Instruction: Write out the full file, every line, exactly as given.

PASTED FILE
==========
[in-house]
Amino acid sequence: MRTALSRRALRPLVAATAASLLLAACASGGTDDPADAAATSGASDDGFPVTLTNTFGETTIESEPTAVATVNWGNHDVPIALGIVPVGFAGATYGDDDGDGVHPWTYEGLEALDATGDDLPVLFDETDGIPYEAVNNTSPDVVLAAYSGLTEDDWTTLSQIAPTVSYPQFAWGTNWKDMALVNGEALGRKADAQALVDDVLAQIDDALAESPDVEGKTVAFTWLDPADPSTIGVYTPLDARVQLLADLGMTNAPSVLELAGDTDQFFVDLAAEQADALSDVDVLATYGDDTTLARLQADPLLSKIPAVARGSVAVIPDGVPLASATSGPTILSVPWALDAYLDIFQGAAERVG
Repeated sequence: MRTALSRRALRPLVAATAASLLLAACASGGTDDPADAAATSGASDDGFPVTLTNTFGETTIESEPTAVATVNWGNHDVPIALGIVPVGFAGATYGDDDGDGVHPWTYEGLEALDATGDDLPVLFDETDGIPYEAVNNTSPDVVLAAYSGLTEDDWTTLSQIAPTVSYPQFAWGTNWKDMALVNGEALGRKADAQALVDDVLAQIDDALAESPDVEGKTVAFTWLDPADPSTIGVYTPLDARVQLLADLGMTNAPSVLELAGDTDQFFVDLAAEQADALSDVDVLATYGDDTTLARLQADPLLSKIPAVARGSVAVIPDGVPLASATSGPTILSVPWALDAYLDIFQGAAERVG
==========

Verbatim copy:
[in-house]
Amino acid sequence: MRTALSRRALRPLVAATAASLLLAACASGGTDDPADAAATSGASDDGFPVTLTNTFGETTIESEPTAVATVNWGNHDVPIALGIVPVGFAGATYGDDDGDGVHPWTYEGLEALDATGDDLPVLFDETDGIPYEAVNNTSPDVVLAAYSGLTEDDWTTLSQIAPTVSYPQFAWGTNWKDMALVNGEALGRKADAQALVDDVLAQIDDALAESPDVEGKTVAFTWLDPADPSTIGVYTPLDARVQLLADLGMTNAPSVLELAGDTDQFFVDLAAEQADALSDVDVLATYGDDTTLARLQADPLLSKIPAVARGSVAVIPDGVPLASATSGPTILSVPWALDAYLDIFQGAAERVG
Repeated sequence: MRTALSRRALRPLVAATAASLLLAACASGGTDDPADAAATSGASDDGFPVTLTNTFGETTIESEPTAVATVNWGNHDVPIALGIVPVGFAGATYGDDDGDGVHPWTYEGLEALDATGDDLPVLFDETDGIPYEAVNNTSPDVVLAAYSGLTEDDWTTLSQIAPTVSYPQFAWGTNWKDMALVNGEALGRKADAQALVDDVLAQIDDALAESPDVEGKTVAFTWLDPADPSTIGVYTPLDARVQLLADLGMTNAPSVLELAGDTDQFFVDLAAEQADALSDVDVLATYGDDTTLARLQADPLLSKIPAVARGSVAVIPDGVPLASATSGPTILSVPWALDAYLDIFQGAAERVG